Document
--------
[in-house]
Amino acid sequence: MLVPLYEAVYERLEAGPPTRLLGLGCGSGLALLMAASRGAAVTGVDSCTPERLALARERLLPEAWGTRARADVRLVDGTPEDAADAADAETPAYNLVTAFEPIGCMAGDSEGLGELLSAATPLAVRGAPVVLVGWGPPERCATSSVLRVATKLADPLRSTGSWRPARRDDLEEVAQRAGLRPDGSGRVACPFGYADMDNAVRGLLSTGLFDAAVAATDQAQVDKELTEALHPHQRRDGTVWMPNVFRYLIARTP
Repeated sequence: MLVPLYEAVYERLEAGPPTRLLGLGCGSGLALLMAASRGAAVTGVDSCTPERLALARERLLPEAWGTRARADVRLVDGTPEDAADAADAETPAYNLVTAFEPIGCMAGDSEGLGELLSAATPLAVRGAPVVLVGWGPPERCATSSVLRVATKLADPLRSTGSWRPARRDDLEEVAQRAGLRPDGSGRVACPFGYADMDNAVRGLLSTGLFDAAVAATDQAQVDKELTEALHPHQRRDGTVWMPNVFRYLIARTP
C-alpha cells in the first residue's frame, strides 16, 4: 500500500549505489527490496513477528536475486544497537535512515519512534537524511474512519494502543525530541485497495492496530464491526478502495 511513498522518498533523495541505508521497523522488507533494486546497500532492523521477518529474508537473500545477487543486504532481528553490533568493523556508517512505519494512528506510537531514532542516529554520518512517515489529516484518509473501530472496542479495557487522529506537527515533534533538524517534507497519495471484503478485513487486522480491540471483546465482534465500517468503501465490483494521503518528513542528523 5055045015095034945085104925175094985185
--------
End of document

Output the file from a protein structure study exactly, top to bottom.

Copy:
[in-house]
Amino acid sequence: MLVPLYEAVYERLEAGPPTRLLGLGCGSGLALLMAASRGAAVTGVDSCTPERLALARERLLPEAWGTRARADVRLVDGTPEDAADAADAETPAYNLVTAFEPIGCMAGDSEGLGELLSAATPLAVRGAPVVLVGWGPPERCATSSVLRVATKLADPLRSTGSWRPARRDDLEEVAQRAGLRPDGSGRVACPFGYADMDNAVRGLLSTGLFDAAVAATDQAQVDKELTEALHPHQRRDGTVWMPNVFRYLIARTP
Repeated sequence: MLVPLYEAVYERLEAGPPTRLLGLGCGSGLALLMAASRGAAVTGVDSCTPERLALARERLLPEAWGTRARADVRLVDGTPEDAADAADAETPAYNLVTAFEPIGCMAGDSEGLGELLSAATPLAVRGAPVVLVGWGPPERCATSSVLRVATKLADPLRSTGSWRPARRDDLEEVAQRAGLRPDGSGRVACPFGYADMDNAVRGLLSTGLFDAAVAATDQAQVDKELTEALHPHQRRDGTVWMPNVFRYLIARTP
C-alpha cells in the first residue's frame, strides 16, 4: 500500500549505489527490496513477528536475486544497537535512515519512534537524511474512519494502543525530541485497495492496530464491526478502495 511513498522518498533523495541505508521497523522488507533494486546497500532492523521477518529474508537473500545477487543486504532481528553490533568493523556508517512505519494512528506510537531514532542516529554520518512517515489529516484518509473501530472496542479495557487522529506537527515533534533538524517534507497519495471484503478485513487486522480491540471483546465482534465500517468503501465490483494521503518528513542528523 5055045015095034945085104925175094985185